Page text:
There’s a series of passages in Arthur C. Clarke’s classic sci-fi novel, Rendezvous with Rama where he talks about humanity’s reaction to its first encounter with an extraterrestrial object – a long, smooth cylinder traveling harmlessly through space, which passes by the Earth on its way to some other destination.
Essentially the world decays into chaos for the better part of a few hundred years. Economies collapse, governments fall. The psychic shock to humanity’s psyche leaves us weakened and grasping for air.
If we could explore this world up close, what’s would be telling is the example of those who sidestep the whips and scorns of the ensuing centuries. Whose families endure and survive and thrive during the long, slow decline. The ability of certain people to thrive in the darking hours of the night when all others are falling about is fascinating to me. Some of them will have thrived by having been born from the previously wealthy. Those smart enough or lucky enough to be able to preserve generational wealth and hand it down until such time as it does finally run out or the world emerges from the doldrums.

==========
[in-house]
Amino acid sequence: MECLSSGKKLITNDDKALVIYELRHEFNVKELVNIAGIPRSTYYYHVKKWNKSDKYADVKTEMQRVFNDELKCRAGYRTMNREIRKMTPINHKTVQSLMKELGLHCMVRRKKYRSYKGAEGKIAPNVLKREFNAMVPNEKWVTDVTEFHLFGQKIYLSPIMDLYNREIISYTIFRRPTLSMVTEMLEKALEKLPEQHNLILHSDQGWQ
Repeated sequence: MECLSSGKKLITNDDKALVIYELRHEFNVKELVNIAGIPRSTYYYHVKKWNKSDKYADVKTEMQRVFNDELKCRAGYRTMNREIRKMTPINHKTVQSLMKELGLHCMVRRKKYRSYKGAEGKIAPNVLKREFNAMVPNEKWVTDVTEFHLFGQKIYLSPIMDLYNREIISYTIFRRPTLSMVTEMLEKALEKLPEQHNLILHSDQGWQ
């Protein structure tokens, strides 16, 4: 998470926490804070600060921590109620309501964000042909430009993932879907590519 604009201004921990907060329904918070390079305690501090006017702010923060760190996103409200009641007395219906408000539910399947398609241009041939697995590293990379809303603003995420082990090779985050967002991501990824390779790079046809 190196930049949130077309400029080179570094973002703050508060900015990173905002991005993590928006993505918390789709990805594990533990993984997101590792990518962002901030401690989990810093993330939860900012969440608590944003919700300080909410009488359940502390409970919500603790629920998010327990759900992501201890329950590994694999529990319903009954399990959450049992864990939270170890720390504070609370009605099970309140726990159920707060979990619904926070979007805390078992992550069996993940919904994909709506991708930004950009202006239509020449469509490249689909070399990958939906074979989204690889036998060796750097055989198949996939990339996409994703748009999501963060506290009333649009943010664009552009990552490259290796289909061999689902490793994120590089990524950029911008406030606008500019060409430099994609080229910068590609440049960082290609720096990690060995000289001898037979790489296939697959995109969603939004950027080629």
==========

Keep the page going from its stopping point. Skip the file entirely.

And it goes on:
But there are also those who rise to prominence and power amid the discord. Who make their fortunes, and fortunes indeed they can be, off the slim pickings of humanity’s lean years.
During the Gold Rush, the people who grew the richest weren’t necessarily hunched-back panhandlers working the claims. Instead, those who supplied the miners with their pick-axes and shovels and pans grew rich; as well as trousers. Ever heard of Levi Strauss?
In 1853, Strauss moved to San Francisco, opening a dry goods wholesale business as Levi Strauss & Co. and imported fine dry goods—clothing, bedding, combs, purses, handkerchiefs—from his brothers in New York. With a business partner, he eventually began producing blue jeans, a new style of riveted denim work pants which he sold to the panhandlers of the California Gold Rush. The rest is history.